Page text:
Largest Data Breaches in 2019

Even though 2019 is just past the halfway mark, the news for data privacy and security so far hasn’t been the greatest. Billions of data records containing names, email addresses and even credit card and social security number have already been compromised.

So far from what we’ve seen, most of the data loss seems to stem from the fact that companies can’t properly secure data. Experts believe this to be the result of increased data migration to Cloud environments along with heightened attacks against these platforms.

Yet according to Maya Horowitz, Director of Threat Intelligence and Research, Check Point Software Technologies, companies themselves could be part of the problem rather than the solution.

Horowitz recently commented that “Lacking security practices such as misconfiguration and poor management of cloud resources, remain the most prominent threat to the cloud ecosystem in 2019, subjecting cloud assets to a wide array of attacks”.

What Have Been the Largest Data Breaches This Year?

1. Facebook: 540 Million Data Records

Facebook isn’t a stranger to most on the Internet and sadly has been the target of multiple data breaches before. This year their user data was exposed on the Amazon Cloud service and was leaked by two apps which stored user data on unsecured servers. More than 540 million user records were leaked before it was discovered.

2. TrueCaller: 300 Million Data Records

TrueCaller is a call management mobile application that is most known for its comprehensive call-blocking features. Security experts very recently claimed that the company lost millions of data records belonging to users in India. Although TrueCaller has denied these claims, other sources have stated that the data records have been found available for purchase on the web.

3. Flipboard: 150 Million Data Records

Popular news aggregation site Flipboard managed to lose over 150 million records over two separate incidences earlier this year. The company came clean and disclosed the information, although it claimed that passwords were encrypted and remained safe.

4. Canva: 140 Million Data Records

Canva is an online graphic design tool that lets users easily create simple yet compelling designs with a drag and drop interface. It was attacked by a hacker who managed to steal over 140 million data records before the hack was detected and stopped.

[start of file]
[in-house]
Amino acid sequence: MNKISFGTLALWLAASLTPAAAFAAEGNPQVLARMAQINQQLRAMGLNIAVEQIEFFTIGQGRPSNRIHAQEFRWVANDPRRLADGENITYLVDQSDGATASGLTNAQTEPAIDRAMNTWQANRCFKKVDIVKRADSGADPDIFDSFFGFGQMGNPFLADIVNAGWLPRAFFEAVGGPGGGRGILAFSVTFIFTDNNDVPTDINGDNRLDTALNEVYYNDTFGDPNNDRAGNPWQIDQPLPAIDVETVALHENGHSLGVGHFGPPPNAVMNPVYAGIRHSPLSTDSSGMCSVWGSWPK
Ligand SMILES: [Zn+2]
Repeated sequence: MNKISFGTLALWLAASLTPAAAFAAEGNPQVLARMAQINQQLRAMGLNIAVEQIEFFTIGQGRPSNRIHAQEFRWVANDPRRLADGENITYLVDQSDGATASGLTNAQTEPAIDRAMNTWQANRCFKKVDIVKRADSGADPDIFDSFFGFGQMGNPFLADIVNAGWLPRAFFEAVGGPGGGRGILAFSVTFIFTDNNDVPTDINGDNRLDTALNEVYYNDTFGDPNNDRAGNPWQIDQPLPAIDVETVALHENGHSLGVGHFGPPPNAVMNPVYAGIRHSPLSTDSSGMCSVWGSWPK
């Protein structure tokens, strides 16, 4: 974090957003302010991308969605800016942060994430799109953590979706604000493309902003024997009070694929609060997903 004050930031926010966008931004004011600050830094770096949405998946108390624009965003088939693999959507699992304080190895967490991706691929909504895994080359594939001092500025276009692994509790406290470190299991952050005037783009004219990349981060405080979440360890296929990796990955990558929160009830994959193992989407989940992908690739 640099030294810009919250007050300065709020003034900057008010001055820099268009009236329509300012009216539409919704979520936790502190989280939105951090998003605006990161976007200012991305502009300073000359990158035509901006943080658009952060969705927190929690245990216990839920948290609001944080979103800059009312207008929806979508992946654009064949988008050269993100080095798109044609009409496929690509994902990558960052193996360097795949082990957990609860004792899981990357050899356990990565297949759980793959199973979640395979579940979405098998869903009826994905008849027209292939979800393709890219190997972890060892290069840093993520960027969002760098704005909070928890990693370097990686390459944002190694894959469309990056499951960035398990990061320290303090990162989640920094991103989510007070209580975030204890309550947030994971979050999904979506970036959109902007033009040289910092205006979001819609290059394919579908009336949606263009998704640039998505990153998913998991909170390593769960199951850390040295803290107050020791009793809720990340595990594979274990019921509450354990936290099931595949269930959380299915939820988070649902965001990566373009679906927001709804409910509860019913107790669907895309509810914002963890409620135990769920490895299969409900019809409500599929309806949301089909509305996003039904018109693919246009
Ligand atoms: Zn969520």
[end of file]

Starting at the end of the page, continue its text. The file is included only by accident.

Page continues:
5. JustDial: 100 Million Data Records

A local search service for India-based users, JustDial had an unprotected database leak which resulted in over 100 million data records with a ton of information being lost. Info that was leaked was comprehensive and included names, email addresses, occupations and lots more. Apparently, the database was left neglected and the company could not even be contacted to be informed of the leak.

Is Digital Privacy and Security Dead?

If by now you’re shocked at not just the numbers of data records being lost, you’ll probably also be speechless at how it happened. Companies are not just being targeted by hackers, but they are also losing data through sheer negligence like in the case of Facebook and JustDial.

To take things a step further, data provided to financial institutions aren’t safe either. In fact, banks and other financial institutions are even higher up the list of hackers and are constantly being targeted. The problem is that hackers seem to be succeeding when they care to try.

The biggest star of this year has been First American Financial Corporation, which had a leak of over 885 million user records. The information that was leaked stretched back to 2003 and included not just personal data records, but also financial.

The hack doesn’t always directly target a financial institution though. More recently a group of hackers stole over a million credit card records of US and South Korean users. They records weren’t stolen from a bank, but hackers instead targeted Point of Sale (POS) terminals and directly stole the information from merchants as it was being processed – before it was encrypted.